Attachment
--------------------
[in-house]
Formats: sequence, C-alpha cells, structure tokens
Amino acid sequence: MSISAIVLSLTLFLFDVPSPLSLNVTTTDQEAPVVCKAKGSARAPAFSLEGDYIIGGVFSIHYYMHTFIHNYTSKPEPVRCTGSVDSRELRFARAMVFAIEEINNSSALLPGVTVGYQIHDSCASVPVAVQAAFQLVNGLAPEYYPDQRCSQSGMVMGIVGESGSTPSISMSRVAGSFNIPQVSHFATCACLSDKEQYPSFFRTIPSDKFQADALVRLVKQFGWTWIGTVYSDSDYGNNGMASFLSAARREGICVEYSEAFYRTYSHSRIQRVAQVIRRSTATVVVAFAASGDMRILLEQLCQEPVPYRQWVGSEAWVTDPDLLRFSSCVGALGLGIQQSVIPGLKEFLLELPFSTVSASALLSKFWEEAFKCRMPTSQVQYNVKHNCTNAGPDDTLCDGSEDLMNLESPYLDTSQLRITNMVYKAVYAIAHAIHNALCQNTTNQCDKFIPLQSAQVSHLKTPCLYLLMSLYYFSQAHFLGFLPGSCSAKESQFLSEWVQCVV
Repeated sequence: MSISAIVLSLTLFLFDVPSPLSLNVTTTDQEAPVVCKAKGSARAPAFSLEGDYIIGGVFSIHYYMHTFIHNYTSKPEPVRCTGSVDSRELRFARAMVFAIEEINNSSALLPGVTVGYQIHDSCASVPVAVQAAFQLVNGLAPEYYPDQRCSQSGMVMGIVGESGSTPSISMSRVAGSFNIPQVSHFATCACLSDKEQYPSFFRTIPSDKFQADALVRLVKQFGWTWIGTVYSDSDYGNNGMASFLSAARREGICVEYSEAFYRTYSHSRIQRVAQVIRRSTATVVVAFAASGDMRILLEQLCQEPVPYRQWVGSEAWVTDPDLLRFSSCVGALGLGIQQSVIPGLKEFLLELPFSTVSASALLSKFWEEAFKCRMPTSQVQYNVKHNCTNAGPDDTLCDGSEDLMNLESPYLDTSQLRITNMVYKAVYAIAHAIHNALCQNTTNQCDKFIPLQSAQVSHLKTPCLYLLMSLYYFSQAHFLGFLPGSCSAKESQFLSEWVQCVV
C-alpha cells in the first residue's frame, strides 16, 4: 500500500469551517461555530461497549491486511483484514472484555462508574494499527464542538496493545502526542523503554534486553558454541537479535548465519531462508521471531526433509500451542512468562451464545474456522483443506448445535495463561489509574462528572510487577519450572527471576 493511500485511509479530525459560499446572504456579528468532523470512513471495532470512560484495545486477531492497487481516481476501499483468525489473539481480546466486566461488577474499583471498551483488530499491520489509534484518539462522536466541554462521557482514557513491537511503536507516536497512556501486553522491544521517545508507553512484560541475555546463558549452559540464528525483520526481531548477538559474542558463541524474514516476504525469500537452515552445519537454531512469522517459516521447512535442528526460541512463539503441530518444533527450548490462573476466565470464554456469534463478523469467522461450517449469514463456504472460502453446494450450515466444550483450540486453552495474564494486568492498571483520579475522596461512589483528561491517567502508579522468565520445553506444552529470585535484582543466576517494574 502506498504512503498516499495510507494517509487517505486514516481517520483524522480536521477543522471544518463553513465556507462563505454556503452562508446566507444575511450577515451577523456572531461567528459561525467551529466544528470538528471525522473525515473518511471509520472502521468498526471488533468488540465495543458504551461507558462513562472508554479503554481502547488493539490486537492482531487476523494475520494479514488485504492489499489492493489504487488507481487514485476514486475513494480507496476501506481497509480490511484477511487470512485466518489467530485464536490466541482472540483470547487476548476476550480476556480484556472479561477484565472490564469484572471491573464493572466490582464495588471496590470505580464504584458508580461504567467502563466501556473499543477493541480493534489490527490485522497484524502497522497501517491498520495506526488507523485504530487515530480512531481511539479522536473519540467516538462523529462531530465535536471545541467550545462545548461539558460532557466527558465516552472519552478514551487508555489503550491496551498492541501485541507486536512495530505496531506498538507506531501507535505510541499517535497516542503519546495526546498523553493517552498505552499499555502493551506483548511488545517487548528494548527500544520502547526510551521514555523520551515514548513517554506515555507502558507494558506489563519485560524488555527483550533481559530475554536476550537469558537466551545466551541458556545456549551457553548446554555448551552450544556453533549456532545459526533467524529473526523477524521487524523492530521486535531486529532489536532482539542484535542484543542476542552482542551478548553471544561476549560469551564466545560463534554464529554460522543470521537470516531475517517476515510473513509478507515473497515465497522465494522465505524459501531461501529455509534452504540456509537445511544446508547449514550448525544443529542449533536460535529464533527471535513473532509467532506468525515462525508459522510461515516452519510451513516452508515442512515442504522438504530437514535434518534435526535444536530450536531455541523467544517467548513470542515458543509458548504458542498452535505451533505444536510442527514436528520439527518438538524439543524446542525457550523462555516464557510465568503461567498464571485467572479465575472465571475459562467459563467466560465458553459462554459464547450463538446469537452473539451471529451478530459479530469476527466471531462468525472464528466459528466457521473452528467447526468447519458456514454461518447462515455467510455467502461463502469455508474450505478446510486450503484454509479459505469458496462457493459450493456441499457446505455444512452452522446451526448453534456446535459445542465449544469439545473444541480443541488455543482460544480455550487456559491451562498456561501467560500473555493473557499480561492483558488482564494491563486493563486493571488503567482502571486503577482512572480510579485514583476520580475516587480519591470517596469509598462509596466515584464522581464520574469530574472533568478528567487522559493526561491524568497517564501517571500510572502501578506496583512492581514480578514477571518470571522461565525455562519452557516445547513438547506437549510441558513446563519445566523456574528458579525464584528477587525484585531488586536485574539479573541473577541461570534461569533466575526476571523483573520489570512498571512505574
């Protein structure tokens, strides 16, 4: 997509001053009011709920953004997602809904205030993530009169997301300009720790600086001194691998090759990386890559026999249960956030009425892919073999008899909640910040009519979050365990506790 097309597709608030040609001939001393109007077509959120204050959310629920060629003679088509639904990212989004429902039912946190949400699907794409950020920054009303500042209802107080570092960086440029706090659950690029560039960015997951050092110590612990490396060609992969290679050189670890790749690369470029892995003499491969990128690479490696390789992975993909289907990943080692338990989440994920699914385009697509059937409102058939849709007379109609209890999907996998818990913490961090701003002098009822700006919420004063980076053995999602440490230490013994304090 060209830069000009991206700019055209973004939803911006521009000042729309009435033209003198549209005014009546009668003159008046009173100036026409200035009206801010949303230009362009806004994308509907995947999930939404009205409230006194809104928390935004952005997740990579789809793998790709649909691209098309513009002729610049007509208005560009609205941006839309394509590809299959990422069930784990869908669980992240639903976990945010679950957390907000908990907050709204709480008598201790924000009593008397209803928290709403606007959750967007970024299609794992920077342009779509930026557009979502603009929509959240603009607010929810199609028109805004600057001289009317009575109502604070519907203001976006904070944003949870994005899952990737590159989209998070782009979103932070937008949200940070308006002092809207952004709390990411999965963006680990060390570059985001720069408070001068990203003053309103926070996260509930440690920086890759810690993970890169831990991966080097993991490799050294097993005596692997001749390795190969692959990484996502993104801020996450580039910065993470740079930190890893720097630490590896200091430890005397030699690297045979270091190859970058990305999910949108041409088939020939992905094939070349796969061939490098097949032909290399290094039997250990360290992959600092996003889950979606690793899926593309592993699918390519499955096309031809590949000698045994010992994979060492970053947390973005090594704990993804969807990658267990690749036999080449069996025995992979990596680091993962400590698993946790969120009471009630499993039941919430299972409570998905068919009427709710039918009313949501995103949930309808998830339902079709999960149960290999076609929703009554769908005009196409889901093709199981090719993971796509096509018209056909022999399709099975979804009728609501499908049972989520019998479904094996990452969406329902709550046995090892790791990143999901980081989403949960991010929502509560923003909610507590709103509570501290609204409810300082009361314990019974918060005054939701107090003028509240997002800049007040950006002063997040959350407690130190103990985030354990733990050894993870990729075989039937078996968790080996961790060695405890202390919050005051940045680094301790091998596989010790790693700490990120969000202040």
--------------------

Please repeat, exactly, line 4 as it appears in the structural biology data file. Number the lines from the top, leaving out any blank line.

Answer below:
Repeated sequence: MSISAIVLSLTLFLFDVPSPLSLNVTTTDQEAPVVCKAKGSARAPAFSLEGDYIIGGVFSIHYYMHTFIHNYTSKPEPVRCTGSVDSRELRFARAMVFAIEEINNSSALLPGVTVGYQIHDSCASVPVAVQAAFQLVNGLAPEYYPDQRCSQSGMVMGIVGESGSTPSISMSRVAGSFNIPQVSHFATCACLSDKEQYPSFFRTIPSDKFQADALVRLVKQFGWTWIGTVYSDSDYGNNGMASFLSAARREGICVEYSEAFYRTYSHSRIQRVAQVIRRSTATVVVAFAASGDMRILLEQLCQEPVPYRQWVGSEAWVTDPDLLRFSSCVGALGLGIQQSVIPGLKEFLLELPFSTVSASALLSKFWEEAFKCRMPTSQVQYNVKHNCTNAGPDDTLCDGSEDLMNLESPYLDTSQLRITNMVYKAVYAIAHAIHNALCQNTTNQCDKFIPLQSAQVSHLKTPCLYLLMSLYYFSQAHFLGFLPGSCSAKESQFLSEWVQCVV